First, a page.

Paul Hayes is at it again – this time, with some help with his friends back home.
Last month, the Earl Marriott Secondary grad – who now teaches at an English-language school in China – cycled from northern Laos to Hanoi, Vietnam over 15 days. Along the way, Hayes and his riding partner, Cyril Indome, handed out sports equipment to children in impoverished villages.
“These kids have such great energy and it’s unbelievable that we can provide them with something so simple that brings them so much joy,” Hayes said.
It’s not the first such trip for Hayes, who has lived in Asia for more than three years.
In 2012, the South Surrey native – who admits he has “kind of an adventurous spirit” – made a 4,200-km cycling trek through China, where they also handed out sports gear as part of Hayes’ We Haul 2 Play non-profit organization.
This time around, both he and Indome cycled more than 1,200 km while towing trailers full of volleyball, soccer and Takraw balls – the latter being part of a traditional Malaysian game played by many who live in the countryside.
The gear was supplied by a Laos business whose owner Hayes said “really believes in our message… and was so thrilled we were helping out her country.”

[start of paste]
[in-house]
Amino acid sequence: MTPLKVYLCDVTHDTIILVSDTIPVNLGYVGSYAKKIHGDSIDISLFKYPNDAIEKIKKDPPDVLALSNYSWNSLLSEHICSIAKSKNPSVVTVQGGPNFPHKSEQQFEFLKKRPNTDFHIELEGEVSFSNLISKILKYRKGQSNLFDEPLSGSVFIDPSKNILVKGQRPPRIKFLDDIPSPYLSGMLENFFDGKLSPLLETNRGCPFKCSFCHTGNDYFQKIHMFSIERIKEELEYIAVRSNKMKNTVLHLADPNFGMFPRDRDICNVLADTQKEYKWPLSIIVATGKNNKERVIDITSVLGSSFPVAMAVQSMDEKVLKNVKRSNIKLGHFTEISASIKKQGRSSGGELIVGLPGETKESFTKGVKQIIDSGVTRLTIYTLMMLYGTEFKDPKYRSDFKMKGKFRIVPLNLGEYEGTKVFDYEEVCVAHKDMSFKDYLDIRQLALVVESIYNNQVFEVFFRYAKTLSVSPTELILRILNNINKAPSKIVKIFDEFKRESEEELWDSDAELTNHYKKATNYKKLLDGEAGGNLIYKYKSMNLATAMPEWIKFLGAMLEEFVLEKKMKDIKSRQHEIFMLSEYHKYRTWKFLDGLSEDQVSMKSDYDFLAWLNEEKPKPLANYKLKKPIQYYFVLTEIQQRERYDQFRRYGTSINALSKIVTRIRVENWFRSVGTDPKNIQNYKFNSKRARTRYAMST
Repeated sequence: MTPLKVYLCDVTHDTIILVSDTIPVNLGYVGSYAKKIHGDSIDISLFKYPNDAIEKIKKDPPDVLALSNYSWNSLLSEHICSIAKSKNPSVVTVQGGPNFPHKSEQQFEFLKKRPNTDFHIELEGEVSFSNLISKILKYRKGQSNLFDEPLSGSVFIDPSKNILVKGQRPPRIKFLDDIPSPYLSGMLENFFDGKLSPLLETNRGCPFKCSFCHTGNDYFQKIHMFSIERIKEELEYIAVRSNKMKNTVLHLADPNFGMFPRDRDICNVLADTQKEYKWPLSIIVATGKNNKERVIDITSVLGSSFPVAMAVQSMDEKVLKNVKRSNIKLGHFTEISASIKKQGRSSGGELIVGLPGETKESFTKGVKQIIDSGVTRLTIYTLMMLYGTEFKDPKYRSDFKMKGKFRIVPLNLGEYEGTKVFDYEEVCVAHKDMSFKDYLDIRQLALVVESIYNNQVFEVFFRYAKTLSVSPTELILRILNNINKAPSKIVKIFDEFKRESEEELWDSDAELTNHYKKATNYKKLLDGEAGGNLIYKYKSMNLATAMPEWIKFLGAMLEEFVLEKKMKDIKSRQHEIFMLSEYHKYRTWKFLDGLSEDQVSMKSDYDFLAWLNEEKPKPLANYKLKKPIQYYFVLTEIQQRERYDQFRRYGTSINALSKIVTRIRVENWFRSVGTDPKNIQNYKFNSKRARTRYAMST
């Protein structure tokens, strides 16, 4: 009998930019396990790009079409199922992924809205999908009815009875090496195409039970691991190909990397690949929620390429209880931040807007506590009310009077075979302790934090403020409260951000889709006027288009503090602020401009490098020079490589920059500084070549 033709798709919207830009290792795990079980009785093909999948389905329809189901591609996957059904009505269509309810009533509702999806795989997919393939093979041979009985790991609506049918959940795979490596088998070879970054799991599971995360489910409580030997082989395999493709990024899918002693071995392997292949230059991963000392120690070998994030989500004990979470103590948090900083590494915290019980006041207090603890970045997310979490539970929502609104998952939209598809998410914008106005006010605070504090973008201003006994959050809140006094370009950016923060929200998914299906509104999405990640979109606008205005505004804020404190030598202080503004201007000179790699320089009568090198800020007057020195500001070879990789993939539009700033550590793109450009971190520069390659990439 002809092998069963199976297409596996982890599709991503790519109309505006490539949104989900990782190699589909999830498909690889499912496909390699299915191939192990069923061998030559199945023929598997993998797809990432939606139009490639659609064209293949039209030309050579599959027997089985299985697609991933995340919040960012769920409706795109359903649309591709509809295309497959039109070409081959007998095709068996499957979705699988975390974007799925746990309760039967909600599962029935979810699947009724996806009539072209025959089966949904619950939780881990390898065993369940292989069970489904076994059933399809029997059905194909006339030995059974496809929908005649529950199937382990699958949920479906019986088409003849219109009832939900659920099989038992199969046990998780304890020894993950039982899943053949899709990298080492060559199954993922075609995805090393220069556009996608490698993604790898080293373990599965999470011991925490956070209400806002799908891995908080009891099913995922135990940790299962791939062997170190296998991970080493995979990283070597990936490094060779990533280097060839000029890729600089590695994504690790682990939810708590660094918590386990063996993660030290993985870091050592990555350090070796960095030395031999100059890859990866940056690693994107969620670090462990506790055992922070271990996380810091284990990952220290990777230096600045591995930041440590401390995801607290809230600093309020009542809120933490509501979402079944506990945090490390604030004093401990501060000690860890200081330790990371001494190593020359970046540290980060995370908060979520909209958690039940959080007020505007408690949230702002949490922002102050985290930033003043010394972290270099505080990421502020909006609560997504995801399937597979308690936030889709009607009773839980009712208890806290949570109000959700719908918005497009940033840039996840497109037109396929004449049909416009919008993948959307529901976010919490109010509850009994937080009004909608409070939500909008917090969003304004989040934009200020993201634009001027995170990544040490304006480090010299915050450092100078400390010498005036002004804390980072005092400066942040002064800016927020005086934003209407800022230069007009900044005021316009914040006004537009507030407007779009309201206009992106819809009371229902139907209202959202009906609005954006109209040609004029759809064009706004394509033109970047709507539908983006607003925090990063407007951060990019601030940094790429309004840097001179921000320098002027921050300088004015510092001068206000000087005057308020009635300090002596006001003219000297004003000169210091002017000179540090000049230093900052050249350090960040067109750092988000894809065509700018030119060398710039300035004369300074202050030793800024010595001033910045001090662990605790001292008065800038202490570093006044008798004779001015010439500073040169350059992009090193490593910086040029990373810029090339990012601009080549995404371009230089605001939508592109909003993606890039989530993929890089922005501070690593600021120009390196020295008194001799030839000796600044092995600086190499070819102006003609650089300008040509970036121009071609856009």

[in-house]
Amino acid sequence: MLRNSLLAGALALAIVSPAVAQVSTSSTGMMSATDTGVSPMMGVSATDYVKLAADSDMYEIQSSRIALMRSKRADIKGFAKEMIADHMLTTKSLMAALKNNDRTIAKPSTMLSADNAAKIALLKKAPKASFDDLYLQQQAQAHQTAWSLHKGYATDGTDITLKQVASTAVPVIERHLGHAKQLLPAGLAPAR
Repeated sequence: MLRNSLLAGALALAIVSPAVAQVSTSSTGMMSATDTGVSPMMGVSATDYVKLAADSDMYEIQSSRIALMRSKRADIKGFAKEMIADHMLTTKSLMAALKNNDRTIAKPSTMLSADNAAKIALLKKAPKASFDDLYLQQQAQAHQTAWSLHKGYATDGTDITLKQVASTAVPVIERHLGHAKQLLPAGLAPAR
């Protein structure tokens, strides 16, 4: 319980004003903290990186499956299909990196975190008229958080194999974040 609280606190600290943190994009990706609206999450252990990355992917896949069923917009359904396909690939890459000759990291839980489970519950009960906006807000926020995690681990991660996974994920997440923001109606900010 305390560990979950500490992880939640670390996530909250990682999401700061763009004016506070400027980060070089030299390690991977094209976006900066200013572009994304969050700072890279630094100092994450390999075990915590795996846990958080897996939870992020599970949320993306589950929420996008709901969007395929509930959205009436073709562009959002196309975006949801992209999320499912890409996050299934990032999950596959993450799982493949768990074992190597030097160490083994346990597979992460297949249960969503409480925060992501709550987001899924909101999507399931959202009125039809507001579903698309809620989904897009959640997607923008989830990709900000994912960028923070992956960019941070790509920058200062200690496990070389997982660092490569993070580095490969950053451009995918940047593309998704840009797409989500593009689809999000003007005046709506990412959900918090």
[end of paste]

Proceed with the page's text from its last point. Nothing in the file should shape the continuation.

For this trip, Hayes also received donations from close to home – a Grade 5/6 class at South Meridian Elementary and a Grade 2 class at Diamond Head Elementary each raised money for Hayes’ Haul 2 Play cause. In total, the two classes donated nearly $700.
“My friends (on the Peninsula) had been seeing my photos by social media, and people have been coming forward to ask how they can get involved,” Hayes explained.
During their two-week journey, Hayes said they met hundreds of villagers, many of whom serenaded them with songs and cheers as they rode through.
“It was great to be able to hand out equipment during the (Christmas season),” Hayes said.
“We even had kids singing Christmas carols as we (rode through).”
As was the case on his earlier cycling treks, the trip wasn’t without a few off-putting moments. For starters, the terrain was often hilly and steep – which one Russian man they encountered summed up by saying “Today, many problem for you.”
Elsewhere, they would sometimes ride at night, and with no shelter planned at their destination. In nearly every village, however, a family would take them in.
“We put our faith in people and they didn’t let us down,” Hayes said.
“We are blessed to have met such great people along the way.”